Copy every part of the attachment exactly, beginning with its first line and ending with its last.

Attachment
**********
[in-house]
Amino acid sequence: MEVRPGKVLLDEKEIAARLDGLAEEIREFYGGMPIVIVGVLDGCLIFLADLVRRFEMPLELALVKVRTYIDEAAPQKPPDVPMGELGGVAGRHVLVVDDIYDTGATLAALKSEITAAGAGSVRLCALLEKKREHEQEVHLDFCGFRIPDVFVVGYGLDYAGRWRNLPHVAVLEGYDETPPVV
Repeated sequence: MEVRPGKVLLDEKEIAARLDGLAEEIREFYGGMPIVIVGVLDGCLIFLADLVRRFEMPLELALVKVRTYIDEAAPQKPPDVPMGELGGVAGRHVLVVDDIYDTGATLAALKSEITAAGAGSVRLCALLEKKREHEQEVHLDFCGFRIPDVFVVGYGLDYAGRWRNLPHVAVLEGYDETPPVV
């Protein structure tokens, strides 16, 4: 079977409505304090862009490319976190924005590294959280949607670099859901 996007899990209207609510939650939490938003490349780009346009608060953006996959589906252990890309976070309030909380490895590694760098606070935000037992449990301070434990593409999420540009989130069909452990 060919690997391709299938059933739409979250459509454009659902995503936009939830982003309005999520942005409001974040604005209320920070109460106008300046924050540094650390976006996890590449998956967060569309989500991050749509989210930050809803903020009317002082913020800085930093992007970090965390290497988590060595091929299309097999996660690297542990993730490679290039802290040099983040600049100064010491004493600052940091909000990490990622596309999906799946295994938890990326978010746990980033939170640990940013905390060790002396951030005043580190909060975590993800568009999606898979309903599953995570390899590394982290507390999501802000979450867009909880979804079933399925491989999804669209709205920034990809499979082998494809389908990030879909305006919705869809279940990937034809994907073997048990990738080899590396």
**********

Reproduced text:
[in-house]
Amino acid sequence: MEVRPGKVLLDEKEIAARLDGLAEEIREFYGGMPIVIVGVLDGCLIFLADLVRRFEMPLELALVKVRTYIDEAAPQKPPDVPMGELGGVAGRHVLVVDDIYDTGATLAALKSEITAAGAGSVRLCALLEKKREHEQEVHLDFCGFRIPDVFVVGYGLDYAGRWRNLPHVAVLEGYDETPPVV
Repeated sequence: MEVRPGKVLLDEKEIAARLDGLAEEIREFYGGMPIVIVGVLDGCLIFLADLVRRFEMPLELALVKVRTYIDEAAPQKPPDVPMGELGGVAGRHVLVVDDIYDTGATLAALKSEITAAGAGSVRLCALLEKKREHEQEVHLDFCGFRIPDVFVVGYGLDYAGRWRNLPHVAVLEGYDETPPVV
């Protein structure tokens, strides 16, 4: 079977409505304090862009490319976190924005590294959280949607670099859901 996007899990209207609510939650939490938003490349780009346009608060953006996959589906252990890309976070309030909380490895590694760098606070935000037992449990301070434990593409999420540009989130069909452990 060919690997391709299938059933739409979250459509454009659902995503936009939830982003309005999520942005409001974040604005209320920070109460106008300046924050540094650390976006996890590449998956967060569309989500991050749509989210930050809803903020009317002082913020800085930093992007970090965390290497988590060595091929299309097999996660690297542990993730490679290039802290040099983040600049100064010491004493600052940091909000990490990622596309999906799946295994938890990326978010746990980033939170640990940013905390060790002396951030005043580190909060975590993800568009999606898979309903599953995570390899590394982290507390999501802000979450867009909880979804079933399925491989999804669209709205920034990809499979082998494809389908990030879909305006919705869809279940990937034809994907073997048990990738080899590396």